Hot damn. Last night the Rhythm Room was the vessel for a full-on, motherlovin' space jam starring Nik Turner's Hawkwind. Turner is one of the co-founders of Hawkwind, a band that formed at the end of the 1960's and helped to define the space rock sound.
Hawkwind is still an active band with another original member, Dave Brock, at the helm, while Turner tacks his own moniker to his version - - he has been doing so for years but expressed at the show that he'd love to play with Brock, also mentioning that he'd also like to add former member Lemmy - - Kilmister of Motorhead - - to that mix.
Regardless of Hawkwind's long history of member changes and personal issues, at this Phoenix show Turner and his exceptionally talented band took a moderate crowd of diehard fans on a journey to the outer limits with a fiercely played set that featured songs from Hawkwind's early 70's recording, Space Ritual. "Earth Calling" kicked the galactic adventure into gear.
Trippy visuals added depth and dimension, jumping off the screening and encompassing the entire stage setup, probably making some attendees long for the days when they wouldn't even dream of attending this show without a little boost of the hallucinogenic variety.
The band barely let up as they worked their way through the first half of the set that included "Born to Go," "Brainstorm" and "The Awakening." Though Turner had a couple of brief sound issues with his mic, the sound was mixed nicely. Every instrument was able to shine, the vocals simultaneously blending into the mix while sitting just a little bit on top without any one instrument being too invasive.
Every player in that band is just so good, and obviously so into it, that it was easy to continuously shift focus. The guitarists were killer, the drummer just a total monster blurring the air with sticks and limbs, and the keyboardist was as fun to watch as her playing was good. Clad in a space-y silver bikini covered by a '70s long fringe vest and boots looking of the same era, she added plenty of ethereal dance moves to the event.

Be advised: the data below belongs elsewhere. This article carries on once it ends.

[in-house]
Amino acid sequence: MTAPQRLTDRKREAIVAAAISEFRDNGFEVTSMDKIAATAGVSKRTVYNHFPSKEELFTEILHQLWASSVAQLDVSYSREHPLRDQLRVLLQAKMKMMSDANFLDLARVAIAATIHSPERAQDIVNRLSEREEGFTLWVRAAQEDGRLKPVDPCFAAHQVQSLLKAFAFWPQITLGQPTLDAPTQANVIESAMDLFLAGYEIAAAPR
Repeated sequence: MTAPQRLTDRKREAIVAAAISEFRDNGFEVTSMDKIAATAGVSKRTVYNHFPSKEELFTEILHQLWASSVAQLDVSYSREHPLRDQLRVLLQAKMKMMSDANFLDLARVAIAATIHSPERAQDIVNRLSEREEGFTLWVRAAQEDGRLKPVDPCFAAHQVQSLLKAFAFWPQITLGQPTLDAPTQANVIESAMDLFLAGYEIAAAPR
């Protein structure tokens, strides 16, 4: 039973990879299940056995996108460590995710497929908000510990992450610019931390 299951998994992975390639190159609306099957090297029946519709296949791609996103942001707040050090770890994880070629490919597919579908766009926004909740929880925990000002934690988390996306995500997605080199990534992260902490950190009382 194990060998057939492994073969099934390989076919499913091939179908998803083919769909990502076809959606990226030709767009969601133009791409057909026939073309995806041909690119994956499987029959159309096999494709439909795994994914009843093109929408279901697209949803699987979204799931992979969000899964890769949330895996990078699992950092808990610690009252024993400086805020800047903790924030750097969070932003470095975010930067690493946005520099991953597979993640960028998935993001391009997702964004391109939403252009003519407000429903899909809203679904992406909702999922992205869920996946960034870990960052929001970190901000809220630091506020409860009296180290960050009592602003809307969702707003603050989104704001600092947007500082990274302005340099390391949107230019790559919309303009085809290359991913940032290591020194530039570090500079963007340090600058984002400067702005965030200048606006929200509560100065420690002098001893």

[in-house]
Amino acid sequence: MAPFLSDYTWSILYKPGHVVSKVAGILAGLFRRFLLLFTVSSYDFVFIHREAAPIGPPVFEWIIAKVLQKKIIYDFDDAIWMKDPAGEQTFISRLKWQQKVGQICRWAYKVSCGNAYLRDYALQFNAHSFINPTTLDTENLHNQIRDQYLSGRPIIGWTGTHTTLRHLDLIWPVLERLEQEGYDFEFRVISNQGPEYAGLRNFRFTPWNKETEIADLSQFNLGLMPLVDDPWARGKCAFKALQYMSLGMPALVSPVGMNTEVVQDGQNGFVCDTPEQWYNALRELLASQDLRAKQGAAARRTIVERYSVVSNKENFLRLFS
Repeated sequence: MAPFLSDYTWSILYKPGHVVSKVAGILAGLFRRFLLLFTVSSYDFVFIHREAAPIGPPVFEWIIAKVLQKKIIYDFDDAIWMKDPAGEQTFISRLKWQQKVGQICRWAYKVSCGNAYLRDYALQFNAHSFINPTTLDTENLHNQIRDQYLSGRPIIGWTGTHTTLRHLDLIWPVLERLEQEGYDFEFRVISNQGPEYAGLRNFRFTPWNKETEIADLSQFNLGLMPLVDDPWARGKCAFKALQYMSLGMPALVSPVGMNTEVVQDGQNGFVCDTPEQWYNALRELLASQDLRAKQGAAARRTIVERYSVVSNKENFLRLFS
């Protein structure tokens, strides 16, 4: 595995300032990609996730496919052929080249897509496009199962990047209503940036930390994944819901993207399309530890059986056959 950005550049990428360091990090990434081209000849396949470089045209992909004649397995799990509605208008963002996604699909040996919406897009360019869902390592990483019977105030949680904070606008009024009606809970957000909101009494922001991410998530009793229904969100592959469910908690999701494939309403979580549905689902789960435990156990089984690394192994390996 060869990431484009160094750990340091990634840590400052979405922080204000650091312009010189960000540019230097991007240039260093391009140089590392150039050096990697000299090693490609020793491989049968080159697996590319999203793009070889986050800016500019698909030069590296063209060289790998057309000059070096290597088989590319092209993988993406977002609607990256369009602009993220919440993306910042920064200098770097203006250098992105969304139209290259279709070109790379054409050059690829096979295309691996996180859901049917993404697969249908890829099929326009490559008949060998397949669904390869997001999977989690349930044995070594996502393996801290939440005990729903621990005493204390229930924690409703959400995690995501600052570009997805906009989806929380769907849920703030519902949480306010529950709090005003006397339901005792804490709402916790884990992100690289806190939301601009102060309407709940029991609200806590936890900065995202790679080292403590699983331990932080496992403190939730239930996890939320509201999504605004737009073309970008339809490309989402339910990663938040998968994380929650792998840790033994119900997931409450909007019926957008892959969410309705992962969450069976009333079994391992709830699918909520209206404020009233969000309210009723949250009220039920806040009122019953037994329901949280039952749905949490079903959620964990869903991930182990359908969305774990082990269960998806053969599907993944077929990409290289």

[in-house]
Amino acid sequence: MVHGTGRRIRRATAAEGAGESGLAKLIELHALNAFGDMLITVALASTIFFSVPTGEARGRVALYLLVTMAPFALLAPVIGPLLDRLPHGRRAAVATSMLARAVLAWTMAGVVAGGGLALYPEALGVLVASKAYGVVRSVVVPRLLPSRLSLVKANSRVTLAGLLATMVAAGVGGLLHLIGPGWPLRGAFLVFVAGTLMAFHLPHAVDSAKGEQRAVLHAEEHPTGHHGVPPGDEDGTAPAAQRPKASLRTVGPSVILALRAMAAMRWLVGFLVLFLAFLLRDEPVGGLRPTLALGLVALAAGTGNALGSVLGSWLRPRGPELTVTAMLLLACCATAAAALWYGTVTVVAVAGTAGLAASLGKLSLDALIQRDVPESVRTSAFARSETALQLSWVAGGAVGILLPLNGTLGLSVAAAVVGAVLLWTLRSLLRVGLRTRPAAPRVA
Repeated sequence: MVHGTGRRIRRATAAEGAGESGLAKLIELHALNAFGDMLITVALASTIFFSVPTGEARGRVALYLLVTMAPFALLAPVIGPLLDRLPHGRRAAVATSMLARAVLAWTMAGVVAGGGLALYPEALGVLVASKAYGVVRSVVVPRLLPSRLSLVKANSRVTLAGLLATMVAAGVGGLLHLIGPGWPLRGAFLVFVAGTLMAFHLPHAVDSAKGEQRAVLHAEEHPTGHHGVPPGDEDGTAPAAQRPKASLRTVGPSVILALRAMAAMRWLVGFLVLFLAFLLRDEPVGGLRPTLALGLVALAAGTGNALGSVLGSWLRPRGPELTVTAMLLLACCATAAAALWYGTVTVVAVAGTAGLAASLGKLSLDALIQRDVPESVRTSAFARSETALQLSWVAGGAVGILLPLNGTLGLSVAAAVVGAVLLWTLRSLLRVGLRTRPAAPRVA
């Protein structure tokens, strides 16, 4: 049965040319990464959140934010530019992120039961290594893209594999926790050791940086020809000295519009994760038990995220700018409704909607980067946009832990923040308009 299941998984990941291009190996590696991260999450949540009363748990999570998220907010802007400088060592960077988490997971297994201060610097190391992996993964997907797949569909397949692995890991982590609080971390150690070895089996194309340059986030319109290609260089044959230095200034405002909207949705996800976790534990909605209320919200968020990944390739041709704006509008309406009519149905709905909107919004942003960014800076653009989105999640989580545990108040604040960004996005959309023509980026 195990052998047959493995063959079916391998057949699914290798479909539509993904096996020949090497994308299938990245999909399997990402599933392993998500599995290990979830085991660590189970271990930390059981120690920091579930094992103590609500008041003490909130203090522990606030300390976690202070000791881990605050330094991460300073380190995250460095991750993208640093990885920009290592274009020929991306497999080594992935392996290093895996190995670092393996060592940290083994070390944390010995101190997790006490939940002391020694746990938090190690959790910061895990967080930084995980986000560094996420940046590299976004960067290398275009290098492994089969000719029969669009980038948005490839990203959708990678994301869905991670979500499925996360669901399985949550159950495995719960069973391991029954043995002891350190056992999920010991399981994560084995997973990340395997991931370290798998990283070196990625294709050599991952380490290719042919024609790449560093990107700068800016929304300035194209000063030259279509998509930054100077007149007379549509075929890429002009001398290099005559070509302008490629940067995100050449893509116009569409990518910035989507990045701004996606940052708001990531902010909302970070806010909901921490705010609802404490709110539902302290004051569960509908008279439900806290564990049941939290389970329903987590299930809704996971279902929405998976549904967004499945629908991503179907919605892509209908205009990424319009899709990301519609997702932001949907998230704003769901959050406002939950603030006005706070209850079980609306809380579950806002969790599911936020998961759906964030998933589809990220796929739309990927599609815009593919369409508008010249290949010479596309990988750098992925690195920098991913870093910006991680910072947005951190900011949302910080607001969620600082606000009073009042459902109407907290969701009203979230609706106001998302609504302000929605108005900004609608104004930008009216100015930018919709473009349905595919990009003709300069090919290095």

Turner, himself, is a real fucking joy to watch. Barely a moment without a little grin on his face, this freaky space captain is nothing but a terror on the sax and the flute, putting his wild jazz into the hard rock grooves. Turner maintains an intimate and intricate knowledge of the music that comes off as pure passion and from a place that obviously gives him some real peace.
The band took it down a couple of notches for "Children of the Sun," cutting the visuals for a bit and getting a little dreamy. The drummer took to the hand drum at his left and the audience seemed to groove on the mellow "We are the children of the sun" chorus. The tune conjures up other songs of the time, like T-Rex's "Children of the Revolution," another testament to being sharp, young, wild and free.
They took it back to the rock and blazed through several more songs, inspiring an excited response throughout. "Silver Machine," a big hit for Hawkwind, definitely got a rise out of the room. Psychedelic, soulful, outer spacey, blistering, driving, cheeky; it was all there last night. A nice slice of history that felt like the future.
He let the crowd know that he wanted to the night to be a "healing experience" and that he wanted people to leave feeling better than when they arrived. Nailed it, Captain Nick, nailed it.
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